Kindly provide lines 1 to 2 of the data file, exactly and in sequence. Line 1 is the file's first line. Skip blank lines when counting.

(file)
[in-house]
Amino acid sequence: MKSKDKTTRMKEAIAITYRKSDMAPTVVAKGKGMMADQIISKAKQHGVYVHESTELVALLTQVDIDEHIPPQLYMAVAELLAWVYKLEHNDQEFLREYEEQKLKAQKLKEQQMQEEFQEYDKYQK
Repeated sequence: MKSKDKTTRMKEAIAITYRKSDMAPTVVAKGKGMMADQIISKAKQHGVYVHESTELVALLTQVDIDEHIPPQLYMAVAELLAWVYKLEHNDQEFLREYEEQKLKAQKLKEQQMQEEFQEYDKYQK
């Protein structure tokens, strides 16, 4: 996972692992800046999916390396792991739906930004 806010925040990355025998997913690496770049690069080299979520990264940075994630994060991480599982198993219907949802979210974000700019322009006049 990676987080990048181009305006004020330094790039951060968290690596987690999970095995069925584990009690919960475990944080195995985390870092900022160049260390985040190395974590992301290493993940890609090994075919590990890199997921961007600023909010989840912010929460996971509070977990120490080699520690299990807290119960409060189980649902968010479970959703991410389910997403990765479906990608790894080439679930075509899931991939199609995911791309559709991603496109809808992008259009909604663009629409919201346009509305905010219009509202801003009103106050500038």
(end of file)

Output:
[in-house]
Amino acid sequence: MKSKDKTTRMKEAIAITYRKSDMAPTVVAKGKGMMADQIISKAKQHGVYVHESTELVALLTQVDIDEHIPPQLYMAVAELLAWVYKLEHNDQEFLREYEEQKLKAQKLKEQQMQEEFQEYDKYQK